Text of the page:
who plays with Diana Krall ), Ted Greene, Pat Martino, Wes Montgomery, MIMI FOX, Bobby Broom, Grant Green, John Scofield, Russell Malone, Joe Pass and of course the vastly underrated Jimmy Bruno.
My initial influence from the perspective of the guitar starts with Jimi Hendrix. He, like other similar artists opened up the guitars capability. Working alongside Dan influenced the majority of music and artists I listen to today. During this time I have been introduced to: Indian music through Shakti with John Mclaughin, Flamenco/Classical music, and most importantly Jazz The players that have influenced me in Jazz are: George Benson, Johnny Smith, Barney Kessel, Jim Hall, Ted Greene, Lenny Breau, Joe Pass, Wes Montgomery and Dan Johnson.
Currently I can only seem to manage a couple of gigs a month. We are very lucky to even have this opportunity to play the music we want too, rather than ‘restaurant’ music. Most of my time is spent in the woodshed at the moment as well as balancing all the things that are happening right now. I have been enjoying a duo with a bass player recently as this really encourages me to stretch my ideas over the course of an evening whilst attempting to keep interest. A future project would be to build on this format, coaxing the many possibilities with a view to perform more and record.
I am always lusting after guitars and over the years have owned many different types. Currently I am playing a D’aquisto Jazzline Junior (Japan), with its laminate construction and size the guitar is very comfortable to play and handles loud volume. The ‘Desert Island’ guitar would be the Tom Painter P-16 with its fantastic sound, although I would imagine the Benedetto guitars would certainly tempt anyone.
JAZZ GUITAR GIG
Joe Giglio w/ Bucky Pizzarelli, New York at the 107 West, circa 2006. This was perhaps the most significant gig of them all. It was my first time in NYC, taking in the wonderful surroundings, with a developing curiosity for Jazz. The warm reception I received from Joe, not to mention the extravagant guitar playing that I was blown away by, made my mind up on the music I wanted to study and enjoy. I have also had the opportunity to see Pat Metheny, Pat Martino, George Benson, John Mclaughlin, Phil Robson, Howard Alden, Jack Wilkins and many more.
I would always seek ‘local’ players out to share ideas with……… and hopefully gigs!! As well as the tremendous players listed above I would suggest: Tony DeCaprio, Sheryl Bailey, Tuck Andress, Gary Potter, Jimmy Bruno. Two players that amaze me with their ability to capture the essence of Bill Evans on the guitar are: Stephen Anderson and Sid Jacobs.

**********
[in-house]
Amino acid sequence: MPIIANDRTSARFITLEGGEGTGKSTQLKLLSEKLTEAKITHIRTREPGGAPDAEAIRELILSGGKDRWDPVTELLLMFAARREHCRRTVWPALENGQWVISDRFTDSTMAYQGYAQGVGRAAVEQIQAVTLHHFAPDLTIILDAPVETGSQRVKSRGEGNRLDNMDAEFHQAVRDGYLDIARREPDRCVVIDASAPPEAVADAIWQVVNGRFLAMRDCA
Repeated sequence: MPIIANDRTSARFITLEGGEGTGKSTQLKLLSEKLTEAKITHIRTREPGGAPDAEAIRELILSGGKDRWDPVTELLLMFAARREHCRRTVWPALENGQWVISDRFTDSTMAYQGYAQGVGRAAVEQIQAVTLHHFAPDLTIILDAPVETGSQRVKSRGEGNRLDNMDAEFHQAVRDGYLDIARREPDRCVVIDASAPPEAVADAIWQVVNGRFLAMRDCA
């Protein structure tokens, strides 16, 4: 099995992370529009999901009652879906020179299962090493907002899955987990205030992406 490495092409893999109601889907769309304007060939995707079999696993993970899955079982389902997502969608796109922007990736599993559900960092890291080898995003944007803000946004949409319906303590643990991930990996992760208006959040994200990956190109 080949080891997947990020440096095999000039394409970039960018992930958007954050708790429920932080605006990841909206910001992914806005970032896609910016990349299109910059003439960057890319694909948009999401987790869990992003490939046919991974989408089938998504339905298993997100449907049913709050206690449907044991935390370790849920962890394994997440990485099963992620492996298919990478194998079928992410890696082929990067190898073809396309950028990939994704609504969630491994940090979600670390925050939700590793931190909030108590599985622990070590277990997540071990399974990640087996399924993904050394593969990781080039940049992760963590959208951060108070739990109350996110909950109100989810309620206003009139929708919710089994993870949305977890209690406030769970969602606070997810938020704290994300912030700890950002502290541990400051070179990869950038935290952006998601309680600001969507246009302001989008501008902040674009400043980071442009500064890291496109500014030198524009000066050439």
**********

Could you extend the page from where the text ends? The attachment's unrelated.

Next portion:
Joe’s a great guy and great player who I had the privilege of hanging out with and playing a few gigs when he came over to the UK in Sept last year. He’s got some great CD’s available via CD Baby and iTunes, check them out.
1/What/who were your initial influences?
John Coltrane, Grant Green, Jim Hall, Sonny Rollins, Bill Evans, Lee Konitz, Wes Montgomery, Maynard Ferguson, Ricky Nelson & James Burton on the ‘Ozzie & Harriet’ TV show.
2/Are you gigging much at the moment and any projects in the pipeline?
I am gigging, but not *much*. The scene in NYC is pretty pitiful! I’ll sum it up in a slightly tongue in cheek comment (it is only slightly tongue in cheek):
‘The jazz gig scene in NYC is currently so bad that players are stabbing each other in the back for the best free (no pay-not ‘free jazz’) gigs…’
3/What’s your ‘desert island’ guitar or have you got it!?
If I had to pick one I would pick my Forshage ‘Ergo’ guitar-assuming I would have access to an amplifier.
Of course I would not prefer to pick only one guitar, so I will also mention my cherry red Epiphone ‘Sorrento’ w/P-90 pickups; my Gibson ES-330 ‘Longneck’; my ‘WD’ semi-hollow ‘Tele’; my cranberry red Epiphone ‘Riviera’; an early 1950s ‘Black Guard’ Fender Telecaster with neck pickup capacitor removed (I don’t own one, but if anyone wants to give me one, or the funds to purchase one, I assure them it will employ it to produce much inspired music!); a Lloyd Loar signed Gibson L5 ( again, awaiting the great generosity of a patron), & that should do it…
4/Best (jazz guitar) gig you’ve ever seen?
Pat Martino at the ‘Bottom Line’ in NYC, with the ‘Catalyst’ rhythm section circa 1974.
5/Which guitarist(s) would you recommend for other people to check out?
Let’s start with Joe Giglio, who is always trying to expand his musical palette by playing in many different contexts ranging from: ‘Guitar Trio playing standards in a fresh & modern way’; ‘Solo Guitar’ both traditional & modern; ‘Free/Avant Garde Jazz’ with small & large ensembles; ‘Hard Edged Blues/R & B/Rock’ in the NYC style; Traditional ‘Americana’ style music played with a modern consciousness, …
Also: Grant Green, Jim Hall, Kenny Burrell, Ed Bickert, Ted Greene, Lenny Breau, Joe Pass, Wes Montgomery, Ben Monder, All the ‘Kings’; Robert Johnson, Julian Bream, Eddie Lang, Dennis Budimir, Joe Diorio, Jack Wilkins, Carl Barry, Dan Johnson, Dan Martin, Sonny Greenwich, Derrick Bailey, Bern Nix, Pat Martino, Joe Puma, Sonny Sharrock, Chuck Wayne, …